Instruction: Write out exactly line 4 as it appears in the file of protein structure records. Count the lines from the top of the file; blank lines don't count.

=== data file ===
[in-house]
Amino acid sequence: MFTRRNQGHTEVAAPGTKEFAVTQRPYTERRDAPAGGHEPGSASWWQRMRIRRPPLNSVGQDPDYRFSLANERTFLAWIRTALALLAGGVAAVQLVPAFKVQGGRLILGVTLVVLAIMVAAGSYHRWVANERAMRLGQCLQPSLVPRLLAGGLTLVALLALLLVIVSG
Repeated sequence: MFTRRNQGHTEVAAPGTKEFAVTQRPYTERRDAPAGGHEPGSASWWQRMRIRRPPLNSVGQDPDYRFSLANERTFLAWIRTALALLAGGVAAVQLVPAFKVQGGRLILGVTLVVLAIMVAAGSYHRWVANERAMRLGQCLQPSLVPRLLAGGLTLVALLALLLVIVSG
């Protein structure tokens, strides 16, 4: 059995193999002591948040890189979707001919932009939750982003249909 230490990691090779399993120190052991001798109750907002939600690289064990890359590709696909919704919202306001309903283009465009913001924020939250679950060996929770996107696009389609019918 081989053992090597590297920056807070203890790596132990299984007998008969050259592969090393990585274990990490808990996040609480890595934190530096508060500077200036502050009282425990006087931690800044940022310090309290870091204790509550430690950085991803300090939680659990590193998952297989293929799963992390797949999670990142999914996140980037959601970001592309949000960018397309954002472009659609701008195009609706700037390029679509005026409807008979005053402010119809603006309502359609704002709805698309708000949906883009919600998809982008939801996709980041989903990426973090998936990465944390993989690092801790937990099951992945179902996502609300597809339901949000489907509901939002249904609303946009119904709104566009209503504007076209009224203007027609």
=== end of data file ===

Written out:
């Protein structure tokens, strides 16, 4: 059995193999002591948040890189979707001919932009939750982003249909 230490990691090779399993120190052991001798109750907002939600690289064990890359590709696909919704919202306001309903283009465009913001924020939250679950060996929770996107696009389609019918 081989053992090597590297920056807070203890790596132990299984007998008969050259592969090393990585274990990490808990996040609480890595934190530096508060500077200036502050009282425990006087931690800044940022310090309290870091204790509550430690950085991803300090939680659990590193998952297989293929799963992390797949999670990142999914996140980037959601970001592309949000960018397309954002472009659609701008195009609706700037390029679509005026409807008979005053402010119809603006309502359609704002709805698309708000949906883009919600998809982008939801996709980041989903990426973090998936990465944390993989690092801790937990099951992945179902996502609300597809339901949000489907509901939002249904609303946009119904709104566009209503504007076209009224203007027609």